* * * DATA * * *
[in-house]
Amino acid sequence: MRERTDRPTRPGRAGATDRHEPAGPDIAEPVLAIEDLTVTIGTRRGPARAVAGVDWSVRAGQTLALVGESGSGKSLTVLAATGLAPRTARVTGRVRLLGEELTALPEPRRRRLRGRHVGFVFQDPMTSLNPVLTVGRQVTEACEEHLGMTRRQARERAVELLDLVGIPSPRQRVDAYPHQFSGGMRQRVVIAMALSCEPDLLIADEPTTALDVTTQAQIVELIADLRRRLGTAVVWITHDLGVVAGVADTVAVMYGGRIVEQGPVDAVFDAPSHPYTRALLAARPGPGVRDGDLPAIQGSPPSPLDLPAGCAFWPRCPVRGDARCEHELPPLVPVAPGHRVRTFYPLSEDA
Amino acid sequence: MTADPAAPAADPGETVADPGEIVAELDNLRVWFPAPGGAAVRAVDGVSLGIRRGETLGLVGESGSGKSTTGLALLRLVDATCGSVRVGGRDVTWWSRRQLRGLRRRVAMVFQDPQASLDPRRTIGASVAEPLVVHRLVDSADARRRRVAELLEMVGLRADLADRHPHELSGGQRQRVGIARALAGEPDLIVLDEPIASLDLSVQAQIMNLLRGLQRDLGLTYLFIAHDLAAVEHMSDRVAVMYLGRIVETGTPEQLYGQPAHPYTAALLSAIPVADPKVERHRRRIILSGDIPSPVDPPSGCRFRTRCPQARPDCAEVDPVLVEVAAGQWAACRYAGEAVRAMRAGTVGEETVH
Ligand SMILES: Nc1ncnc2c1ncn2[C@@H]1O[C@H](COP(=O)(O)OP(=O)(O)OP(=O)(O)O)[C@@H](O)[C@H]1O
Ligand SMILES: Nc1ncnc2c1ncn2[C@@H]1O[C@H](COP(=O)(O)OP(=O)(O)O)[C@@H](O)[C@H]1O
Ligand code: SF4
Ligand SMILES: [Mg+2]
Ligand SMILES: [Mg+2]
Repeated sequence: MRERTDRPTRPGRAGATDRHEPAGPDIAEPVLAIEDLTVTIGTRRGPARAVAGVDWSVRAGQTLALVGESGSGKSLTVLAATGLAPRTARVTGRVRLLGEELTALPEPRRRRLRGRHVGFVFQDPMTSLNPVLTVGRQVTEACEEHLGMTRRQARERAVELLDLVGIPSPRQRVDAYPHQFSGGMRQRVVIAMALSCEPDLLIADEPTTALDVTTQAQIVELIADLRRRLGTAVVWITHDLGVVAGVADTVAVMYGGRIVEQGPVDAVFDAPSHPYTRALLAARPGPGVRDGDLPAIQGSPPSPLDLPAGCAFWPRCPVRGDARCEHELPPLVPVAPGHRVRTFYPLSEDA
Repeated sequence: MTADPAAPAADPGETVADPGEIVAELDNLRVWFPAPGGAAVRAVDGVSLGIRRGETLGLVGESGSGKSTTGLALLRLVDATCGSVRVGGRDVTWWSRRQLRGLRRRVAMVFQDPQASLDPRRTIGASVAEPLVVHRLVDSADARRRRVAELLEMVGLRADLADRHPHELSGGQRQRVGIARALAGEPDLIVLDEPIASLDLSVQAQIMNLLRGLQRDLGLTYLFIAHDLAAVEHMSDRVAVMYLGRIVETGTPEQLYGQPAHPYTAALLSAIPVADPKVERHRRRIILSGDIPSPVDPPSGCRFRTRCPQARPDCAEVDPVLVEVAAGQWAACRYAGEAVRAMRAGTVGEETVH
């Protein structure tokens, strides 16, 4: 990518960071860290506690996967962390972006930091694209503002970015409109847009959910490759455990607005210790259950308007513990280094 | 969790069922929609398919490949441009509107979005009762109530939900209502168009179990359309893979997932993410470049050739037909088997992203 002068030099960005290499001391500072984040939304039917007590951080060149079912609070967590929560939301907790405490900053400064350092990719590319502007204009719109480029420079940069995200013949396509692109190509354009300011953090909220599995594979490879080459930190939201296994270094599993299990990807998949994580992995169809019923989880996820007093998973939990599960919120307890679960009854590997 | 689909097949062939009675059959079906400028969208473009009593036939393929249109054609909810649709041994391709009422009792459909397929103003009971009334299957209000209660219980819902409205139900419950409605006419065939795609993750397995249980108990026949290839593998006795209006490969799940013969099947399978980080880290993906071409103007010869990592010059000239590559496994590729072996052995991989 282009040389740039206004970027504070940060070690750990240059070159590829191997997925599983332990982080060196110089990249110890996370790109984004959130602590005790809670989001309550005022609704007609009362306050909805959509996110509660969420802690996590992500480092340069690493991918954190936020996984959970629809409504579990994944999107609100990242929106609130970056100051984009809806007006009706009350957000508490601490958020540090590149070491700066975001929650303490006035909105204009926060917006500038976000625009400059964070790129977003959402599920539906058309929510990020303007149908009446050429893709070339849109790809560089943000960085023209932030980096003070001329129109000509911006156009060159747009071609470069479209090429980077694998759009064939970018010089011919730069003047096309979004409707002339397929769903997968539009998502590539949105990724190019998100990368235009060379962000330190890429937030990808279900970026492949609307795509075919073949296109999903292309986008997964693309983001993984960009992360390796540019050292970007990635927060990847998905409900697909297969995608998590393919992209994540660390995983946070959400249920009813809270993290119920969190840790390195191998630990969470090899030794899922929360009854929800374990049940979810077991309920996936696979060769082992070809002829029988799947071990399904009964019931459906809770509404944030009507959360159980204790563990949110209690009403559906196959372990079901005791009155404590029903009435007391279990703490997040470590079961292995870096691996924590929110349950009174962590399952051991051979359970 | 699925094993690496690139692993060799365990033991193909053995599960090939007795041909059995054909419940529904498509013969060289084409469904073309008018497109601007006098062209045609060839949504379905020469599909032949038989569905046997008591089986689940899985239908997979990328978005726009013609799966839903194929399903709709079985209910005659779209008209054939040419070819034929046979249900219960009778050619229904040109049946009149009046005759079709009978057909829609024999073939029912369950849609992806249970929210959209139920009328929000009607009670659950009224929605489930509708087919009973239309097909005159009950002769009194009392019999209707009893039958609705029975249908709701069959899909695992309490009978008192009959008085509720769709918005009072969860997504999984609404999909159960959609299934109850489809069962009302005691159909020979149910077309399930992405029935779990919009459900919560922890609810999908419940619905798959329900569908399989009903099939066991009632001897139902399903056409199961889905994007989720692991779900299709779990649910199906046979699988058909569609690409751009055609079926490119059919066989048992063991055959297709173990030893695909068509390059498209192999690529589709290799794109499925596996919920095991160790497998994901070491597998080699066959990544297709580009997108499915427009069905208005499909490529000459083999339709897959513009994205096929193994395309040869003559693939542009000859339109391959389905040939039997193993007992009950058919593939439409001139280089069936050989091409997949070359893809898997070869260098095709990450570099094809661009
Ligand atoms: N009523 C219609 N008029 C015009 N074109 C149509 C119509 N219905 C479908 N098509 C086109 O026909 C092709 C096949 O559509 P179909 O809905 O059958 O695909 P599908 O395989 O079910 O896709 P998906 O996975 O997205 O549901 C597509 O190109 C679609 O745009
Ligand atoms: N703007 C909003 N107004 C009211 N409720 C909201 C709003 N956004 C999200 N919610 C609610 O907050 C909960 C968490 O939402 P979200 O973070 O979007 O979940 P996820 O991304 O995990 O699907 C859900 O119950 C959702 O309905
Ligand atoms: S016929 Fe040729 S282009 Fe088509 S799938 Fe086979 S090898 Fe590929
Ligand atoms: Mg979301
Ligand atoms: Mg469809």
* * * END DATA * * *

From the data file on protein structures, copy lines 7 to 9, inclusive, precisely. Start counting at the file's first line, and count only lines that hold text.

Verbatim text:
Ligand SMILES: [Mg+2]
Ligand SMILES: [Mg+2]
Repeated sequence: MRERTDRPTRPGRAGATDRHEPAGPDIAEPVLAIEDLTVTIGTRRGPARAVAGVDWSVRAGQTLALVGESGSGKSLTVLAATGLAPRTARVTGRVRLLGEELTALPEPRRRRLRGRHVGFVFQDPMTSLNPVLTVGRQVTEACEEHLGMTRRQARERAVELLDLVGIPSPRQRVDAYPHQFSGGMRQRVVIAMALSCEPDLLIADEPTTALDVTTQAQIVELIADLRRRLGTAVVWITHDLGVVAGVADTVAVMYGGRIVEQGPVDAVFDAPSHPYTRALLAARPGPGVRDGDLPAIQGSPPSPLDLPAGCAFWPRCPVRGDARCEHELPPLVPVAPGHRVRTFYPLSEDA